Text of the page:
These serve as markers of time passing, brief allusions to the changing of seasons, as well as the art it will contain. Often highlighted in these moments is a formal precision, where Schwartz finds an echo in nature, or the pure action he is following. What it also does is link the past to the present, by connecting art and artifacts that the nature holds to the present tense in the space nature always inhabits, providing a sense of continuity that mirrors the audience’s desire to merge the film with the rest of the screen.

A Certain Worry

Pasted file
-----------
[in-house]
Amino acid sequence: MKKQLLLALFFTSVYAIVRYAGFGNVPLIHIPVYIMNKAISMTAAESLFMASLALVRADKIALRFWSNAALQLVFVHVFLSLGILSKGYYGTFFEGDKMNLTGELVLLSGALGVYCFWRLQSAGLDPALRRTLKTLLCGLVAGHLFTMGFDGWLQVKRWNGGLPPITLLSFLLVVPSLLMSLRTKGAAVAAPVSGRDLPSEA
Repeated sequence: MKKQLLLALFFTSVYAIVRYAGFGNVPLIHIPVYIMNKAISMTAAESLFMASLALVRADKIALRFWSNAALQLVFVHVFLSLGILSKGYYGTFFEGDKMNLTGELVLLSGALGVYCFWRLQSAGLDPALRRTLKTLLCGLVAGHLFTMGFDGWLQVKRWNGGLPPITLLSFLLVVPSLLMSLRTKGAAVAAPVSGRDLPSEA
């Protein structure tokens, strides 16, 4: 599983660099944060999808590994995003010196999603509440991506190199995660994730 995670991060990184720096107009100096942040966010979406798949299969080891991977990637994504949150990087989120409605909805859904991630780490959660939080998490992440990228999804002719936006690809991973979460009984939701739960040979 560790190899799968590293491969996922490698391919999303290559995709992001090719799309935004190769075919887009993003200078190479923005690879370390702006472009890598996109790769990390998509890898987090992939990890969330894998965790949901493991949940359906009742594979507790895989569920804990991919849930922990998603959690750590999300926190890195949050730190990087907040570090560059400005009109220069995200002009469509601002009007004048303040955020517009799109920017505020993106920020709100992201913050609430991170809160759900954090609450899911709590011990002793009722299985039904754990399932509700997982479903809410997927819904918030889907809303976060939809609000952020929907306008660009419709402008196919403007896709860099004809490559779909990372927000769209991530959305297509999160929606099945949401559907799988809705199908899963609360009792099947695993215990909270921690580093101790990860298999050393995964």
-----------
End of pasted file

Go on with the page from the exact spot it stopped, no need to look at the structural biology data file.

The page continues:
In both his travel films and his more diaristic work Schwartz draws influence from certain traditional approaches to observational filmmaking as well as from mentors Saul Levine and Mark LaPore. The soundtracks to his films are stitched together from rich textural field recordings and subdued sync-sound that slides above the images. In Den of Tigers, filmed in Calcutta, India, the clang and hum of an outdoor marketplace gives way to a quick jam of tablas and chengilas, or a man’s voice explaining that perhaps “…where you are sitting right now, it might have been the den of a tiger.” But what we see are haircuts performed on the side-walk, books stacked floor-to-ceiling, eggs boiling in a broad black pan. The perceptual experience is condensed by layering images and sound from different moments, but in the very same way it is expanded and a third space created through the happy montage.